Robert L. Lindsey (1917-1995; B.A., University of Oklahoma, Th.M., Princeton Theological Seminary, Th.M. and Ph.D., Southern Baptist Theological Seminary) was the long-time pastor of Jerusalem's Narkis Street Congregation<...
n 1959 I found myself attempting to study the Greek text of the Gospel of Mark with a view to translating it to modern Hebrew. The rather strange Greek of Mark, the Hebraic word-order, and the impossibility of rendering to Hebrew some of the special Markan Grecisms (like καὶ εὐθύς and πάλιν, which have no ancient Hebrew equivalents) left me wondering what kind of literary creation we have in this fascinating book.
Of course, a translator who is mainly interested in producing the message of a book for the Hebrew-speaking Church in Israel need hardly occupy himself with the question why a short book like Mark shares so many verbal parallels with Matthew and Luke, yet rarely manages to give exact verbal parallels to these for more than a phrase or two. However, my curiosity was aroused and I began to wonder whether it was not important to get to the bottom of questions like these.
I tried first to see if ancient manuscripts of Mark might shed some light on a possible vorlage (a prior version) of Mark which would show a less linguistically confused text. This proved a blind alley. It is clear that second-century Greek Christians felt the oddities of Markan order and wording, but their attempts to “improve” its text by replacement of phrases from Matthew or Luke only show that their real problem was with the kind of text we have in our printed Greek versions of Mark.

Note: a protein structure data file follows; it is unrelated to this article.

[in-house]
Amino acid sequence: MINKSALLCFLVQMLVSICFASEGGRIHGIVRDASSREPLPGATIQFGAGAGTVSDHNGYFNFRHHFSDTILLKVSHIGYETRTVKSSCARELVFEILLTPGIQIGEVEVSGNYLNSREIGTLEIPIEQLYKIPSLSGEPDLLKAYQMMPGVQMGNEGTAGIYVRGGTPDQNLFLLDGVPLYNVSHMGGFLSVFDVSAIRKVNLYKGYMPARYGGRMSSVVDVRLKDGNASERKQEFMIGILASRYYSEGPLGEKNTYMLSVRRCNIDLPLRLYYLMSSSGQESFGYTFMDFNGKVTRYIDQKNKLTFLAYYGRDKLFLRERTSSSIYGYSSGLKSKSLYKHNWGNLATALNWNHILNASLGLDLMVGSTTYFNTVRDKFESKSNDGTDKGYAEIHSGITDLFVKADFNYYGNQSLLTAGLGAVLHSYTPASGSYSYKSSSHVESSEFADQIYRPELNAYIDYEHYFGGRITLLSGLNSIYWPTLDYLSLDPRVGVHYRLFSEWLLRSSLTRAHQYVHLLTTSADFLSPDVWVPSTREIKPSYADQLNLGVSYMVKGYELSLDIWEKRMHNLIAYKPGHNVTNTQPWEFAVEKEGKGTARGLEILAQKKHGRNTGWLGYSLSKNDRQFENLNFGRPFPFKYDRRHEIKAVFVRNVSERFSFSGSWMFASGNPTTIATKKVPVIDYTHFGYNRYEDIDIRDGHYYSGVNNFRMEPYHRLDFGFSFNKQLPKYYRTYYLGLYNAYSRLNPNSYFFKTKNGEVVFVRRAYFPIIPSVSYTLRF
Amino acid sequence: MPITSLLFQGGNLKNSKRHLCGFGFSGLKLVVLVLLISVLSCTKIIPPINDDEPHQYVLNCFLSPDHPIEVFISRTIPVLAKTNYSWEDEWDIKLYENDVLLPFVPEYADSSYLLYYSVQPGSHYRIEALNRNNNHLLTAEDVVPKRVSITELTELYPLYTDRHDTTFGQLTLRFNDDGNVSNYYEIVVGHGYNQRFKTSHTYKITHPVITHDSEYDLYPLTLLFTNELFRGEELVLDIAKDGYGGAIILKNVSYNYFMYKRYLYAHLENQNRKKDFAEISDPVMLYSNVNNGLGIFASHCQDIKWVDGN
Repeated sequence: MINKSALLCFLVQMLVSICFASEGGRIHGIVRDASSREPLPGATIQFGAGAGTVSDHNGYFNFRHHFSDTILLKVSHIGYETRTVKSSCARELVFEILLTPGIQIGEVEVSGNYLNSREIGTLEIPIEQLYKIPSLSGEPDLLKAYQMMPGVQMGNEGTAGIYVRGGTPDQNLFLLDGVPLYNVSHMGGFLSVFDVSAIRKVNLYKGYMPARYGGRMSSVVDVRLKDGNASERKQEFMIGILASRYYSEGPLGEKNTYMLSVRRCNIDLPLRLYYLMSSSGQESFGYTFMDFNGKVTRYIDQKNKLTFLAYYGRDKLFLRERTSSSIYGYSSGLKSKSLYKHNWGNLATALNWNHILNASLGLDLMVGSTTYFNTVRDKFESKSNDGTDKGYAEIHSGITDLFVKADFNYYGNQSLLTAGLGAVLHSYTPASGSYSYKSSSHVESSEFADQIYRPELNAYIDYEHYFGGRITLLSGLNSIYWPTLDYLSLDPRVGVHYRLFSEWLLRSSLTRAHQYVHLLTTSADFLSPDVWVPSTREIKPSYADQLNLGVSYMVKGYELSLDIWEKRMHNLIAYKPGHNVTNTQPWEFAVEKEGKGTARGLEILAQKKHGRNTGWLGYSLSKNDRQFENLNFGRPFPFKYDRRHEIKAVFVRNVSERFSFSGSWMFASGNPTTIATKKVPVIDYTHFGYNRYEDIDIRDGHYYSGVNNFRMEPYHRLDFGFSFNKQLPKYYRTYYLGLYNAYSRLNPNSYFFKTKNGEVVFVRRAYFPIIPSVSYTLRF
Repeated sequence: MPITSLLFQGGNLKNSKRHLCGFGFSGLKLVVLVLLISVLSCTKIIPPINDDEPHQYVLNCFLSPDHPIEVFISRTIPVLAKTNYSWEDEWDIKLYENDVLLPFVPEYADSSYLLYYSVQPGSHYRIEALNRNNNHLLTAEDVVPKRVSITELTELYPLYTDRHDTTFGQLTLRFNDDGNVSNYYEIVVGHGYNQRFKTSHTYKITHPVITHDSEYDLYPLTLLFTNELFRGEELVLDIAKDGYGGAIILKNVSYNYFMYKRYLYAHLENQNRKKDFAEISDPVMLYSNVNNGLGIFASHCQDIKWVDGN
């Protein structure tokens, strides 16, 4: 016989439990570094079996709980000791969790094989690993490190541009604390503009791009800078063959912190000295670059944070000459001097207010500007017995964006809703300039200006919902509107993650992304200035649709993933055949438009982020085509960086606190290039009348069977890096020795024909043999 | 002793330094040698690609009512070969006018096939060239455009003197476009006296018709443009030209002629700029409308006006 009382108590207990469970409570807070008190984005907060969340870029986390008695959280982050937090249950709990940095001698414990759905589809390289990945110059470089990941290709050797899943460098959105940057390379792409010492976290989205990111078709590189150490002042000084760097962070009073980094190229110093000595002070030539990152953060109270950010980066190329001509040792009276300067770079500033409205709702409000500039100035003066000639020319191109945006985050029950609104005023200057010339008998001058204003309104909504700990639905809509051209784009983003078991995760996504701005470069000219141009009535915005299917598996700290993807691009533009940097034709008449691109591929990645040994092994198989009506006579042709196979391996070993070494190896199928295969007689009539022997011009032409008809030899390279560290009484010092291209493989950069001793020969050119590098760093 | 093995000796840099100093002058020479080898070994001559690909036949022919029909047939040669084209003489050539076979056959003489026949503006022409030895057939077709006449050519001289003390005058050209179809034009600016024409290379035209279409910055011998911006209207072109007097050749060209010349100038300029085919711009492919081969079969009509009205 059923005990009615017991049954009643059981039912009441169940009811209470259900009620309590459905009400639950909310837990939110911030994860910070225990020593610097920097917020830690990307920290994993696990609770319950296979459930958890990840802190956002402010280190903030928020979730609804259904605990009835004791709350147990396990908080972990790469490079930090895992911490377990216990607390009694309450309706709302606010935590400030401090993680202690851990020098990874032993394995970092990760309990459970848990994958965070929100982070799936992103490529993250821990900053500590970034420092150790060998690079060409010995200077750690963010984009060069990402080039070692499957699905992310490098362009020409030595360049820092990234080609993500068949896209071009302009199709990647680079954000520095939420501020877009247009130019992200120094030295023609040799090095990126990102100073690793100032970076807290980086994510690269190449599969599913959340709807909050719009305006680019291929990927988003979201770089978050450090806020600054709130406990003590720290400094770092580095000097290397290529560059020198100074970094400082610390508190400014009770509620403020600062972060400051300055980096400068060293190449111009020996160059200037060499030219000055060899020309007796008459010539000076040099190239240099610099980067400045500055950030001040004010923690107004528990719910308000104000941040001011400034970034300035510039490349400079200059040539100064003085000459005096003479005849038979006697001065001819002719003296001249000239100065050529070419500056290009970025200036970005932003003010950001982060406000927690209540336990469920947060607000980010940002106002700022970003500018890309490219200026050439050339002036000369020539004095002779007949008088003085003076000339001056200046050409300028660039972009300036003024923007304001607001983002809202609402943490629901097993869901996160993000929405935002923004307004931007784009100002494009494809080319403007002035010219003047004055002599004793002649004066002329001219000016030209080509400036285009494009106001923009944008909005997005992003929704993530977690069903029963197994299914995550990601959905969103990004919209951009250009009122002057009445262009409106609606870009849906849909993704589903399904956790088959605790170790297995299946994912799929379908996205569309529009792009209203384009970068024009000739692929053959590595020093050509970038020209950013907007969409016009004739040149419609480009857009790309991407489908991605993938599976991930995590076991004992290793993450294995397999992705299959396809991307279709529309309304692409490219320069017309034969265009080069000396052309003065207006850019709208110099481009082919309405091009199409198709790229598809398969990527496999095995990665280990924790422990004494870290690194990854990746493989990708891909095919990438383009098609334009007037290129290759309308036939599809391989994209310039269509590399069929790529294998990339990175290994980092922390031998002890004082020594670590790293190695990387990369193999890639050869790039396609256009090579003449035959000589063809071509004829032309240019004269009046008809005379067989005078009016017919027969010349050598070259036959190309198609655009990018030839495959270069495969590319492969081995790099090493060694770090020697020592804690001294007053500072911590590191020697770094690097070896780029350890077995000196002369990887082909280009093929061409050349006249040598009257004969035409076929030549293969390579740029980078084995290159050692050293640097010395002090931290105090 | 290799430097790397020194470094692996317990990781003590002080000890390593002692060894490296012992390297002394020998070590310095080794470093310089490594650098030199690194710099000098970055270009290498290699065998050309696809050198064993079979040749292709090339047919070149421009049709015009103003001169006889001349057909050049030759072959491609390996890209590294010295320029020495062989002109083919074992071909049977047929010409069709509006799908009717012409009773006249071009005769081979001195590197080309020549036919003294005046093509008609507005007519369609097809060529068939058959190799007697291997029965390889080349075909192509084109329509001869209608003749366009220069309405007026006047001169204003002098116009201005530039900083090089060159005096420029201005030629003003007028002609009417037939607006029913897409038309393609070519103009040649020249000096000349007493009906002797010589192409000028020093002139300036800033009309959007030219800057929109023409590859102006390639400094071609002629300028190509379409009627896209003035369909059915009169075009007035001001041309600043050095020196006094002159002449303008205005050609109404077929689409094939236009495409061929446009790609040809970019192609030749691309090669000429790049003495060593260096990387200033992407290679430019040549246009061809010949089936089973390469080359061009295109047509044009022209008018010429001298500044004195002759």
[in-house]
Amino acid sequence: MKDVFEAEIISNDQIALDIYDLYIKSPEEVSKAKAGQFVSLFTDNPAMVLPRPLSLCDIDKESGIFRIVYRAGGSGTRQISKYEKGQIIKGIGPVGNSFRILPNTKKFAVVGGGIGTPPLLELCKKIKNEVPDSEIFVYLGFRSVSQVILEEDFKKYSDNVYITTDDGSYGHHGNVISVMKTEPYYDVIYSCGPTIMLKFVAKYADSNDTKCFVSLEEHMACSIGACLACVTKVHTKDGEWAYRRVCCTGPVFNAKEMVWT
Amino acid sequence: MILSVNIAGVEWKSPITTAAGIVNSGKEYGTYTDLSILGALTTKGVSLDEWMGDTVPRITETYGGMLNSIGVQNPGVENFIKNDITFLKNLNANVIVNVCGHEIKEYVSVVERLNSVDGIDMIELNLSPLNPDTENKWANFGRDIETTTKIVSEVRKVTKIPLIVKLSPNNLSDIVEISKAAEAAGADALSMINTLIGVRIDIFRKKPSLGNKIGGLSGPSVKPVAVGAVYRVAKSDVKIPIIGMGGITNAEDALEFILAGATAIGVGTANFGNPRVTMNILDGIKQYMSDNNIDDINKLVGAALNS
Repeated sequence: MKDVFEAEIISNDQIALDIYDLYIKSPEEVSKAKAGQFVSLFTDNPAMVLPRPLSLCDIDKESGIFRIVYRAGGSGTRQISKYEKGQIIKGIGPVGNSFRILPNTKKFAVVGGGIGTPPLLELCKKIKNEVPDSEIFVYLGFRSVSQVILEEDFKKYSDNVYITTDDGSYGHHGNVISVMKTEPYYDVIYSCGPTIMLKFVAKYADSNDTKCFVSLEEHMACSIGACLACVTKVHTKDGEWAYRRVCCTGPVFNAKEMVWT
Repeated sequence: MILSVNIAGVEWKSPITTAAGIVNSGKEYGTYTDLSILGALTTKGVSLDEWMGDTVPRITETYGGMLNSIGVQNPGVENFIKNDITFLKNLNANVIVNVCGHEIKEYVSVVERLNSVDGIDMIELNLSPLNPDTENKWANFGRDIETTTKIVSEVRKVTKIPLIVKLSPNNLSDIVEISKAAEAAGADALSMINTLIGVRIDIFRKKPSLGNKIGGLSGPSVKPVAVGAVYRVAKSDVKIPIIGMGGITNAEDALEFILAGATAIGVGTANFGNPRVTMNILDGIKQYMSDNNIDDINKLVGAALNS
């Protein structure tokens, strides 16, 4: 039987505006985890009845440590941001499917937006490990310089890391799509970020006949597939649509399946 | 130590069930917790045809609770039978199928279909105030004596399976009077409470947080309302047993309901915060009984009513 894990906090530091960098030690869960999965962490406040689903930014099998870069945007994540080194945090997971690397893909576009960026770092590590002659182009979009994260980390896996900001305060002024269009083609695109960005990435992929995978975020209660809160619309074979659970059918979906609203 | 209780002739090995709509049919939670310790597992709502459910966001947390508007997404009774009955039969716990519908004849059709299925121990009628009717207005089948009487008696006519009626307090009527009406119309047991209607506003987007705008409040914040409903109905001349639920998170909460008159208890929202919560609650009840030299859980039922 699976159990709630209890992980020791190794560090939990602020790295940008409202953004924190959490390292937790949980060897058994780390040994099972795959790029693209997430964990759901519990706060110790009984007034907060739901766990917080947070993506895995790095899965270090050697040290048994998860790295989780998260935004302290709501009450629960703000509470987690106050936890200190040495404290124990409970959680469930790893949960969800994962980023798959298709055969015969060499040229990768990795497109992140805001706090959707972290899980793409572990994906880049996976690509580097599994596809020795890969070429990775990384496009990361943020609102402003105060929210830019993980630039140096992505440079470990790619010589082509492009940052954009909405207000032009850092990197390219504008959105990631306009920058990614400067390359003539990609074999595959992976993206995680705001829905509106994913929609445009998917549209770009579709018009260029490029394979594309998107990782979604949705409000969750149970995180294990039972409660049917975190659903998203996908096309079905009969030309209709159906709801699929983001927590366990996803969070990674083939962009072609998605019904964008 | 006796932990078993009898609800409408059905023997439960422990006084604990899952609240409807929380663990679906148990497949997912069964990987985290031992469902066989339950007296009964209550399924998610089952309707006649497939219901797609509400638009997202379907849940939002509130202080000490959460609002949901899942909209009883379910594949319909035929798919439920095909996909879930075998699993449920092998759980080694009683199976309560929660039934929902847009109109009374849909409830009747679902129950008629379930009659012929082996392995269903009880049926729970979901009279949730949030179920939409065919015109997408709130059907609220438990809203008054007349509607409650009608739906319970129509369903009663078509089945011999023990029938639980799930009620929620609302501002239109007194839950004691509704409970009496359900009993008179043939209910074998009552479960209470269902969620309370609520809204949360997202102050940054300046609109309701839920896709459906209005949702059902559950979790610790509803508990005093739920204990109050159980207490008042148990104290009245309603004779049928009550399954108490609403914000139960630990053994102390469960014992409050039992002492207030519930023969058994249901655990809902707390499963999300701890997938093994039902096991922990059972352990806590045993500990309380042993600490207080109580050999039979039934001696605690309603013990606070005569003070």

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The above article, originally a large part of the Introduction to Robert. L. Lindsey, ed., A Comparative Greek Concordance of the Synoptic Gospels (3 vols.; Jerusalem: Dugith, 1985-1989), has been emendated and updated by Lauren S. Asperschlager, David N. Bivin and Joshua N. Tilton. The tables were created by Pieter Lechner. For a review of Lindsey’s concordance, see R. Steven Notley, “Book Review: Robert Lindsey’s A Comparative Greek Concordance of the Synoptic Gospels.”
Today when we hear the word “gospel” we tend to think of a message about Jesus that tells people how to “get saved.” But in the ancient world in which Jesus lived the word “gospel” was applied to “good news” of a certain type. When people in the ancient world heard the word “gospel” they understood it to mean a royal proclamation that someone had become king.
Explore this fascinating topic with Joshua Tilton in his new eBook “Jesus’ Gospel.”
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